Monday, July 19, 2004


Wow, things are really cooking in Gaza. Armed militants control the streets, Arafat is more and more isolated, and settlers continue to pour into the Gaza Strip in defiance of Sharon's withdrawal initiative. I enjoyed this bit of verbal kung-fu:

A spokesman for the Settlers' Council, quoted by Associated Press, denied the settler leadership was trying to torpedo the disengagement plan by increasing settlement numbers.

It is about "strengthening the ideological core" of the settlement movement, he said.

Mmm, yes, that's just what we need at this point: strengthened ideologies. Lord knows they've been far too weak up until now.
Meanwhile, according to the Palestinian Center for Policy and Survey Research, Arafat still enjoys majority support among Palestinians, no other leader comes close to his numbers, though Hamas and other Islamist groups are gaining more support all the time.

Much of the blame for the situation goes to Arafat, who, in addition to being your basic authoritarian kleptocrat,has jealously guarded his status as sole representative of the aspirations of the Palestinian people and consistently undercut any perceived rivals. But there's no denying that Sharon has exacerbated the problem by trying to delegitimize Arafat. Rather than producing any kind of moderate Palestinian alternative, Sharon has, with Bush's help, only strengthened the position of Islamist militant groups in relation to the Palestinian Authority. It's hard for me to understant how Sharon could have imagined a different result. (It's also hard for me to imagine that Bush thought about it very much one way or the other.)

The irony here is that Israel allowed Islamist groups such as Hamas to flourish in the occupied territories in the hope that they would cut into Arafat and the PLO's support.

Israel and Hamas may currently be locked in deadly combat, but, according to several current and former U.S. intelligence officials, beginning in the late 1970s, Tel Aviv gave direct and indirect financial aid to Hamas over a period of years.

Israel "aided Hamas directly -- the Israelis wanted to use it as a counterbalance to the PLO (Palestinian Liberation Organization)," said Tony Cordesman, Middle East analyst for the Center for Strategic Studies.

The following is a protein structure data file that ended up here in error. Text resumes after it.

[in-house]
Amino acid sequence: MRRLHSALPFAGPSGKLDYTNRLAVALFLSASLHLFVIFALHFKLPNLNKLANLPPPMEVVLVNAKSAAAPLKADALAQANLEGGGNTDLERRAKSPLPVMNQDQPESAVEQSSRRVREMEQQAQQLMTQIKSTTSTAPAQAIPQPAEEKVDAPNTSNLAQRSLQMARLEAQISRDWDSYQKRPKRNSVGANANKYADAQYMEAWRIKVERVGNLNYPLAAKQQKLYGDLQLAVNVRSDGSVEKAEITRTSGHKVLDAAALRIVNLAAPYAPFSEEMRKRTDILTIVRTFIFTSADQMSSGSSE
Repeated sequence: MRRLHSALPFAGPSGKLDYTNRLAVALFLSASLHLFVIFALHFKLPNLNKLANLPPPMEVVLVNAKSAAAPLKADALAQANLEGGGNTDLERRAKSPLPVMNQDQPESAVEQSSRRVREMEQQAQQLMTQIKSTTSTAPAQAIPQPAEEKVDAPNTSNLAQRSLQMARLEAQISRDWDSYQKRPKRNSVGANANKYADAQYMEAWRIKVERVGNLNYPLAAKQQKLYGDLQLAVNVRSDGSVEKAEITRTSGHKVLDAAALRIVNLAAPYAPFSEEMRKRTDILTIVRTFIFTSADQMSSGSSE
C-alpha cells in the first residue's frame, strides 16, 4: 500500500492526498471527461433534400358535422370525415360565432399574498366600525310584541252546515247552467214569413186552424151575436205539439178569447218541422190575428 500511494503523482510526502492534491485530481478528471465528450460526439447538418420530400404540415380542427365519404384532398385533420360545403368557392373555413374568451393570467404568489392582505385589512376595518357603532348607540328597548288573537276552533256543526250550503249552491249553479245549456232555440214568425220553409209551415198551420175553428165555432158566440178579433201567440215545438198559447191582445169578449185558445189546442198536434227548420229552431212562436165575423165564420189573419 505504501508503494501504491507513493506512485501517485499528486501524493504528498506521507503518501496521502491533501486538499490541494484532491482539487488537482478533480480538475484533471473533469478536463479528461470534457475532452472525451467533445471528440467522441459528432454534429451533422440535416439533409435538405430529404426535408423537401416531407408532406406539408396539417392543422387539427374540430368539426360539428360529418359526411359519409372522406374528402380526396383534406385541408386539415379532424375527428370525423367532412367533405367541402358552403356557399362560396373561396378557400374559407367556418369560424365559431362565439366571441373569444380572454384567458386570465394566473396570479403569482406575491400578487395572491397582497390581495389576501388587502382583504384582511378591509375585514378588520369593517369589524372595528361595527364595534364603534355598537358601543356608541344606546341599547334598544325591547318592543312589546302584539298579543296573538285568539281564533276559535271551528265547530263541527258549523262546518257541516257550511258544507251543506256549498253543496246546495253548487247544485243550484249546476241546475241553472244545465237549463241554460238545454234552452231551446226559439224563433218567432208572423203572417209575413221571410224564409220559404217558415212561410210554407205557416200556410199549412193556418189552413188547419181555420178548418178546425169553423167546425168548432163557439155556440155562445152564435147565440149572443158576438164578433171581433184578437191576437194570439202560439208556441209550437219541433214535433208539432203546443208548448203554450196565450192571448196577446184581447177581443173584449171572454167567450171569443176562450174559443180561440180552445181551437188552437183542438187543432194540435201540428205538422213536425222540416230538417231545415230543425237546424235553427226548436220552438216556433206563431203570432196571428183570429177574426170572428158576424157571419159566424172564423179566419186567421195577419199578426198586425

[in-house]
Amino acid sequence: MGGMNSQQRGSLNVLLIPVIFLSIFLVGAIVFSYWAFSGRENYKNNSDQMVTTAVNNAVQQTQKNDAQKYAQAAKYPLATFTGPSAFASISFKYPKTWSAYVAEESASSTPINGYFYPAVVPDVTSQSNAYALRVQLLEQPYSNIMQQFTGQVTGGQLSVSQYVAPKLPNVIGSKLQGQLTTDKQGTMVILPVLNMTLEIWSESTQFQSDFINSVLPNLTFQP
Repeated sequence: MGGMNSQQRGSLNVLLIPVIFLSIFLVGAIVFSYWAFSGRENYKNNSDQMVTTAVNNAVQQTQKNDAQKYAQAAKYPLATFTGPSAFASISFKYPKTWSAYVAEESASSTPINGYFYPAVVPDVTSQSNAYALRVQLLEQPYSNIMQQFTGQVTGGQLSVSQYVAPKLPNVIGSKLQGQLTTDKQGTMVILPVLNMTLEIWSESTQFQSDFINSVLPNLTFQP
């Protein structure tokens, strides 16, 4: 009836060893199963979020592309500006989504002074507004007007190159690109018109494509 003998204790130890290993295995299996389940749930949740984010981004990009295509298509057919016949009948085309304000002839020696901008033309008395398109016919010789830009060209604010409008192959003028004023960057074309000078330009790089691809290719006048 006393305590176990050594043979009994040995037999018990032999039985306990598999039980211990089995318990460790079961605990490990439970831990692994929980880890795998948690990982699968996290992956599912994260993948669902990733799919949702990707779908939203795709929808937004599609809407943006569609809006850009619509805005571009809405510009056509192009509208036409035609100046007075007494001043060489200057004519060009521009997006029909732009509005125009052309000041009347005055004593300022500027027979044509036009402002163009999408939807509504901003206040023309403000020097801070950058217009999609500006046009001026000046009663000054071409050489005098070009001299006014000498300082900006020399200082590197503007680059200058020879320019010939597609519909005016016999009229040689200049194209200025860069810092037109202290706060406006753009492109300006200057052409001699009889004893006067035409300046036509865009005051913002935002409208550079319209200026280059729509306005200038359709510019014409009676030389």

Israel's support for Hamas "was a direct attempt to divide and dilute support for a strong, secular PLO by using a competing religious alternative," said a former senior CIA official.

According to documents United Press International obtained from the Israel-based Institute for Counter Terrorism, Hamas evolved from cells of the Muslim Brotherhood, founded in Egypt in 1928. Islamic movements in Israel and Palestine were "weak and dormant" until after the 1967 Six Day War in which Israel scored a stunning victory over its Arab enemies.

After 1967, a great part of the success of the Hamas/Muslim Brotherhood was due to their activities among the refugees of the Gaza Strip. The cornerstone of the Islamic movements success was an impressive social, religious, educational and cultural infrastructure, called Da'wah, that worked to ease the hardship of large numbers of Palestinian refugees, confined to camps, and many who were living on the edge.

"Social influence grew into political influence," first in the Gaza Strip, then on the West Bank, said an administration official who spoke on condition of anonymity.

Ah, the agony of unintended consequences. The essence of what Israeli hardliners, Sharon in particular, have been trying to achieve has been termed "politicide" by the Israeli writer Baruch Kimmerling. Essentially, the goal was to make a Palestinian State impossible both by using settlements to expropriate Palestinian land, and by diluting Palestinian nationalism with an Islamic alternative. Now, as head of the Israeli government, Sharon is having to deal with the consequences of his faction's succesful attempts to frustrate the development of Palestinian political institutions. It would be funny if it weren't so damn tragic.

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